Last Updated on May 5, 2015, by eNotes Editorial. Word Count: 490
New Character Jacques: a melancholy philosopher who resides with Duke Senior in the Forest of Arden
Summary This scene is set in a clearing in the Forest Arden. Ainiens, one of Duke Senior's courtiers, sings a ballad that celebrates the pastoral life. When Amiens concludes his song, Jaques asks for...
(The entire section contains 490 words.)
See This Study Guide Now
Start your subscription to unlock this study guide. You'll also get access to more than 30,000 additional guides and more than 350,000 Homework Help questions answered by our experts.
Jacques: a melancholy philosopher who resides with Duke Senior in the Forest of Arden
This scene is set in a clearing in the Forest Arden. Ainiens, one of Duke Senior's courtiers, sings a ballad that celebrates the pastoral life. When Amiens concludes his song, Jaques asks for more. Arniens protests that the music will make Jaques melancholy, but Jaques retorts, "I can suck melancholy out of a song as a weasel sucks eggs. More, I prithee, more/ " Jaques persists, and finally Amiens agrees to sing another verse. Amiens tells Jaques that Duke Senior has been looking for him, but Jaques replies that he has been deliberately avoiding the Duke. Amiens sings another stanza, and this time his fellow courtiers join in. In the forest, the song concludes, one will find "no enemy/ But winter and rough weather." Jaques promptly invents a verse of his own that satirizes the idealism of Amiens' lyrics: "If it do come to pass/ That: any man turn ass,/ Leaving his wealth and ease/ A stubborn will to please... Here shall he see gross fools as he." Jaques tells Amiens that he is leaving "to go to sleep, if I can." Amiens tells him that he will go to seek the Duke, whose banquet has been prepared.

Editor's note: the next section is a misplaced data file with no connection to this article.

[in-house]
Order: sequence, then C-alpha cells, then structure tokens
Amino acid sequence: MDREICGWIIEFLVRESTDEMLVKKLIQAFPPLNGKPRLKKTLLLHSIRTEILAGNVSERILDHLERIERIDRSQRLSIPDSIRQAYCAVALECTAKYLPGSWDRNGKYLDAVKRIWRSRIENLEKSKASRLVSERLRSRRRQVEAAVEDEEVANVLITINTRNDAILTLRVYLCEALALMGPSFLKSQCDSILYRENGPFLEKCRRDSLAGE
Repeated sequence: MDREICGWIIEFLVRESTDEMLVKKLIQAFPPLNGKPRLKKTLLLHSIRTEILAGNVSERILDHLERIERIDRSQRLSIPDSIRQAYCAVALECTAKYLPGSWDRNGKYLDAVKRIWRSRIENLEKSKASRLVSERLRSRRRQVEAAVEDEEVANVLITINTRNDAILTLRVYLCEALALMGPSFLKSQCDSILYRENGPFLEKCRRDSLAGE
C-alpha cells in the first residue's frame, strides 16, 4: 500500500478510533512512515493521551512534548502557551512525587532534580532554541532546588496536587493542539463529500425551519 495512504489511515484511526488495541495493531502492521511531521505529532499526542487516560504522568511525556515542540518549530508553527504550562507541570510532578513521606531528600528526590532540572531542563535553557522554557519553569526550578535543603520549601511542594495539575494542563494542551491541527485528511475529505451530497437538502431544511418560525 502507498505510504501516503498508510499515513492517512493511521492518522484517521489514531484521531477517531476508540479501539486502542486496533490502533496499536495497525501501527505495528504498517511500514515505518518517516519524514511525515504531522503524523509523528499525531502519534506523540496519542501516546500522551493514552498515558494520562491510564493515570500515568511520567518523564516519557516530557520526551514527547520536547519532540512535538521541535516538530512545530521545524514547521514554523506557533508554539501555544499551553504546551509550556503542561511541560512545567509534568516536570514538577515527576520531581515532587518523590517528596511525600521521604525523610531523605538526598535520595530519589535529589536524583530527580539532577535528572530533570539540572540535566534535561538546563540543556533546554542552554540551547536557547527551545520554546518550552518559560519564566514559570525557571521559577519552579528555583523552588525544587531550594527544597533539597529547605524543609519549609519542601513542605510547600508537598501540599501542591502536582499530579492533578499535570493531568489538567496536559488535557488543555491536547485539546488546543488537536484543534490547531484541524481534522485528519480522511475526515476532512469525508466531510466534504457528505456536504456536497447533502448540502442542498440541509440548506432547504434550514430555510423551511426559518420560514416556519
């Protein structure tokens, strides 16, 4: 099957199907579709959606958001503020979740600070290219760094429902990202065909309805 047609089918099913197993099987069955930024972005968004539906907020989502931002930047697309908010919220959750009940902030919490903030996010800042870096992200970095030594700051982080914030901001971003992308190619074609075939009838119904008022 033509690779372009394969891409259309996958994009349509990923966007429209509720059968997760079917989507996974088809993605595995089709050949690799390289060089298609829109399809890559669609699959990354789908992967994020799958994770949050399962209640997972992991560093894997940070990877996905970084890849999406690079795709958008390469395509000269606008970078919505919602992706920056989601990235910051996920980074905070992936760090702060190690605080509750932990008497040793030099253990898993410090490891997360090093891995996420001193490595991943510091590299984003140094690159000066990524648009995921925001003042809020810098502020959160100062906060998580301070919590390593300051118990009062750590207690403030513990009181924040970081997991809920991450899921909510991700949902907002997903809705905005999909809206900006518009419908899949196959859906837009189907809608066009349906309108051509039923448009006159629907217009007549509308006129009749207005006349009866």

The song that begins this scene is the first of five songs in the play. Its lyrics, with their images of nature, idealize the pastoral life. Again, we are greeted by a reference to the hazards of "winter and rough weather." Yet the declaration, that it is the only "enemy" one might find in the forest, is another reminder that we are a long way from the envious court.
In this scene, we meet Jaques for the first time. He is a multifaceted character. In Shakespeare's time, he was what was known as a "humors" character. It was common belief at the time that a person's temperament was governed by four "humors," or bodily fluids: blood, yellow bile, black bile, and phlegm. An overabundance of black bile produced melancholy-note that this character is referred to at times as "the melancholy Jaques." Yet melancholy is only one of his moods. In the previous scene, we learned that Jaques had become sentimental and philosophical after discovering the wounded deer. Now we see a more cynical side to his nature.
Like Touchstone, Jaques sees the disadvantages of the pastoral life. Earlier, Touchstone has commented, "now am I in Arden, the more fool, I." In this scene, we hear Jaques saying much the same thing. A man is an ass, he comments, to leave his "wealth and ease" to please his stubborn will in the forest. By nature, he is an argumentative malcontent, eager to take the opposing view to whatever sentiments are expressed by those around him. His satirical parody of Amien' song typifies his cynicism and contrasts sharply with the idealism of Duke Senior and his court-in-exile.